Can vaping damage the lungs?

E-cigarettes – also known as ‘vapes’ – are often recommended for people trying to quit smoking. Switching from inhaling smoke to breathing in vapour laced with nicotine helps smokers to give up an activity which is known to damage respiratory health and cause lung cancer. However, as vapes are a relatively new phenomenon, we’re still learning about their potential effects on the lungs. Professor Pallav Shah, consultant physician in respiratory medicine, explores how vapes can help smokers to give up cigarettes, and what long-term impact of vapes may be.

What’s in a vape?

Government research shows that between 3.1 and 3.2 million adults in England vape, including 18% of 18-year-olds. Surveys also show that 15% of 16–17-year-olds regularly vape. The rise of vaping – especially when it comes to teenagers – is particularly highlighted by vaping figures among 15-year-old girls rising from 10% in 2018 to 21% last year.

Public Health England states that vaping is 95% safer than smoking, as it exposes users to fewer toxins at lower levels than cigarettes. However, the NHS acknowledges that vaping “is not completely harmless.” Although vapes don’t contain tobacco or carbon monoxide – two of the most harmful substances in cigarette smoke – recent news reports have highlighted the potential effects of some chemicals found in e-cigarette vapour.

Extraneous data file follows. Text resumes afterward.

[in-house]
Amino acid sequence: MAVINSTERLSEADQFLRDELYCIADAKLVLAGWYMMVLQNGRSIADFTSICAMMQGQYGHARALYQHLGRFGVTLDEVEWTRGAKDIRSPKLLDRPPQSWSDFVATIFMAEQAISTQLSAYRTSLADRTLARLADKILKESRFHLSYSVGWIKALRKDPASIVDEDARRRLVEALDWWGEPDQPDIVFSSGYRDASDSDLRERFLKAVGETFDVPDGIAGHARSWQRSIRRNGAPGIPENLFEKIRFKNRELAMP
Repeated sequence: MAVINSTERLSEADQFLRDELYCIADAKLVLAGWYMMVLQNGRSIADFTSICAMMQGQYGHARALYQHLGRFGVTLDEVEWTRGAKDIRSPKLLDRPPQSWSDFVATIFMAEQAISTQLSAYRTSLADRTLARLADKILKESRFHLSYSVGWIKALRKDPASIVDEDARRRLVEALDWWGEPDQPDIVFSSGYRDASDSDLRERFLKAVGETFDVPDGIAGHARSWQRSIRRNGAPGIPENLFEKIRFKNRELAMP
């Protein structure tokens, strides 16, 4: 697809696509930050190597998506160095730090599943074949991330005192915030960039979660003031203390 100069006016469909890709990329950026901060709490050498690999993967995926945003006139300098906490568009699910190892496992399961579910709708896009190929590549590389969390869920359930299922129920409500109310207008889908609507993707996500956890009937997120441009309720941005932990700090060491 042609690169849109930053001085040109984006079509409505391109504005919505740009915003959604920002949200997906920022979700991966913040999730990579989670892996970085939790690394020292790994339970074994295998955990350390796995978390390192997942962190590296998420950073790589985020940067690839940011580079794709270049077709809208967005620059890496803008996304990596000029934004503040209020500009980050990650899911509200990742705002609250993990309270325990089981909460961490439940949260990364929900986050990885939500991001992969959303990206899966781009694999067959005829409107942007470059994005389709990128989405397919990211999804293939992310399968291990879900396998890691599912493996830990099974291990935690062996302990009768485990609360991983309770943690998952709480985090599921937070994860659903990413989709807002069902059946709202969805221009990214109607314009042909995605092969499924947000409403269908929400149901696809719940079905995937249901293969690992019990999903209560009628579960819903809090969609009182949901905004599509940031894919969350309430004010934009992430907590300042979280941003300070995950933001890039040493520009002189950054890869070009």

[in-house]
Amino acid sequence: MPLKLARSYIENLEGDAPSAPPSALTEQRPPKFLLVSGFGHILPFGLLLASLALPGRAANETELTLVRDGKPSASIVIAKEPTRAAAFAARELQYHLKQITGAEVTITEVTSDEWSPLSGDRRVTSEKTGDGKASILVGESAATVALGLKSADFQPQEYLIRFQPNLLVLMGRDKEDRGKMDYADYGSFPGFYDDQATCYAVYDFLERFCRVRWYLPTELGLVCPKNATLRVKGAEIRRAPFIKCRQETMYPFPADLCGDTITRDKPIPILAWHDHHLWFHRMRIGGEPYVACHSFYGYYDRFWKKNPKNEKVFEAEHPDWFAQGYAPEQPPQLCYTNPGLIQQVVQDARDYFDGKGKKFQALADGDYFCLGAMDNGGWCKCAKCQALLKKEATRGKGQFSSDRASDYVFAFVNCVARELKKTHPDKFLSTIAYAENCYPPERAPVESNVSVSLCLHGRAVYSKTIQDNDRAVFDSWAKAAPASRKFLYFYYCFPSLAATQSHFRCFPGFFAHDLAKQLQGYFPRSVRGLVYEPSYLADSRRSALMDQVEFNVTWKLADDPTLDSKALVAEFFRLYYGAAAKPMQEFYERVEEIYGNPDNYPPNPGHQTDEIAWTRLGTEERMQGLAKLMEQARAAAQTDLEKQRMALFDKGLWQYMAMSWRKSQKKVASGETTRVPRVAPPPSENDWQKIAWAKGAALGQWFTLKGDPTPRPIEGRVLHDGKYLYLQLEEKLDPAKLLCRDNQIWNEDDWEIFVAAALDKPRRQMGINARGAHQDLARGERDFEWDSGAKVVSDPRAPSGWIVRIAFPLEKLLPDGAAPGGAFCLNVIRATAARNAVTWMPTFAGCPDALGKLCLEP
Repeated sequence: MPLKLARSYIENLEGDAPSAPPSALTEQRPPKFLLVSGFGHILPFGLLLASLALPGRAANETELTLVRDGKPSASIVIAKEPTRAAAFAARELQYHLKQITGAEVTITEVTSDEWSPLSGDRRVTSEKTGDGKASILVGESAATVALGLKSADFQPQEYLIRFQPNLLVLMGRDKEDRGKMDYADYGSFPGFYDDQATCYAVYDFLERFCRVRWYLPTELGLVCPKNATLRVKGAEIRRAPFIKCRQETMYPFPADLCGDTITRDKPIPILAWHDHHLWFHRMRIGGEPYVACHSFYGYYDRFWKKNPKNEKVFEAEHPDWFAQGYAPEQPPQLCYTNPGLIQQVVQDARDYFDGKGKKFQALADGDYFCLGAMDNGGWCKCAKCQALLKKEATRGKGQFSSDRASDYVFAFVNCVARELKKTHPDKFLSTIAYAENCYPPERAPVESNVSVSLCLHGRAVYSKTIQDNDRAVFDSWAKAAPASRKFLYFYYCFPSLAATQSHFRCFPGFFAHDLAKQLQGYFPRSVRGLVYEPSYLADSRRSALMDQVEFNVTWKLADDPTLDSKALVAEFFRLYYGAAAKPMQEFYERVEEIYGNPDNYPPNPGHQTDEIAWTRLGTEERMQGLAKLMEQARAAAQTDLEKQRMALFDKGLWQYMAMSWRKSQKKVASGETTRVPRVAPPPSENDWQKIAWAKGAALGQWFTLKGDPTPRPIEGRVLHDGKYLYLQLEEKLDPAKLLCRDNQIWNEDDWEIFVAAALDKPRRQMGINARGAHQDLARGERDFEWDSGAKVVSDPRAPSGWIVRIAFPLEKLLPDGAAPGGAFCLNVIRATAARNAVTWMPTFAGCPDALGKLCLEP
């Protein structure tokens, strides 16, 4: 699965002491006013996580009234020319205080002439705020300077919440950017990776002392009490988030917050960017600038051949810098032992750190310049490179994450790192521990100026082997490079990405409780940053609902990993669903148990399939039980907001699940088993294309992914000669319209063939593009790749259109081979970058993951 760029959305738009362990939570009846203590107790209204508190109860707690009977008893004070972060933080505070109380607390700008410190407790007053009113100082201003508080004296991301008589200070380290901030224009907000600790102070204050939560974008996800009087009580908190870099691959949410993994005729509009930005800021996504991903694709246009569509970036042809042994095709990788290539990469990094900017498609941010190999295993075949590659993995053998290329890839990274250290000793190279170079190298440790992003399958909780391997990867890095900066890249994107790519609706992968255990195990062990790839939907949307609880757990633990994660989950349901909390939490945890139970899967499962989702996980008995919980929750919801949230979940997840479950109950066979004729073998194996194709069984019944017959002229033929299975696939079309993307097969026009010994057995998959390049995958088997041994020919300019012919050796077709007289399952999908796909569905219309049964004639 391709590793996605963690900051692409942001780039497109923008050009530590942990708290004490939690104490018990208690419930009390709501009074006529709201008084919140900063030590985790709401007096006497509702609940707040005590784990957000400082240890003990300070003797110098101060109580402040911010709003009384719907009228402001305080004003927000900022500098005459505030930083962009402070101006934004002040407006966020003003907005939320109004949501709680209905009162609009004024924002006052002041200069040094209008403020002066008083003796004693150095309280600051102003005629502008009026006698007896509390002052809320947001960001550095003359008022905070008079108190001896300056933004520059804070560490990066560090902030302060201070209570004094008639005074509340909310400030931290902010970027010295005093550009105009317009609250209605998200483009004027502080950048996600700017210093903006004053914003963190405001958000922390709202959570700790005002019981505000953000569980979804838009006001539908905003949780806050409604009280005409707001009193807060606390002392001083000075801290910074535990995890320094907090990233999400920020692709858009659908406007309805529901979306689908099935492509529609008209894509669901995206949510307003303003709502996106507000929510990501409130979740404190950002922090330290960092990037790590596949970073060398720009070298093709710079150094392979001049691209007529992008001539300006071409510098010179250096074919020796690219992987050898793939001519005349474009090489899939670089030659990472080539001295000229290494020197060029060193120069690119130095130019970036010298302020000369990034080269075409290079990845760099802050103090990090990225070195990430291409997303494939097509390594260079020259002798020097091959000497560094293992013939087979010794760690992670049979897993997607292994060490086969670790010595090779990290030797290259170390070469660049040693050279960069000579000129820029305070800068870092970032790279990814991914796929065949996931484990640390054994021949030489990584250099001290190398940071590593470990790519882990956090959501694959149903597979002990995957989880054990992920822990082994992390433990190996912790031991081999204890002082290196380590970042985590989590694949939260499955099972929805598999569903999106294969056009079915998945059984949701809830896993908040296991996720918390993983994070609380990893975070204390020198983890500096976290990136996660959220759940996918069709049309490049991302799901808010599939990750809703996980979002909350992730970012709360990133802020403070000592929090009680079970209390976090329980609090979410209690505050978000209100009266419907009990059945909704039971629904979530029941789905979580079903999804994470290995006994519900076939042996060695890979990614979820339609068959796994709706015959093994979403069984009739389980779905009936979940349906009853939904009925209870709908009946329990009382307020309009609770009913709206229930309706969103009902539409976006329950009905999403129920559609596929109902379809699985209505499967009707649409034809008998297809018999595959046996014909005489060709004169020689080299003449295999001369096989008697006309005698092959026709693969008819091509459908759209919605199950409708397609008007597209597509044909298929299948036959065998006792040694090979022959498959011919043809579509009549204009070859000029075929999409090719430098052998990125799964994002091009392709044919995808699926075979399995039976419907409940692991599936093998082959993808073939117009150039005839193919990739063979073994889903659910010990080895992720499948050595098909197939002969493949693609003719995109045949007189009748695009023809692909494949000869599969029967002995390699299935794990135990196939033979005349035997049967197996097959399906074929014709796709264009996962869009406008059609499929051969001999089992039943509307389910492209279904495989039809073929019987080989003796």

Vapes work by a battery (either rechargeable or disposable) heating e-liquid to turn it into a vapour, which is then breathed in by the user. The e-liquid usually contains propylene glycol, vegetable glycerine, flavouring and nicotine, with any flavourings and amounts of nicotine varying between devices, according to the preference of the user.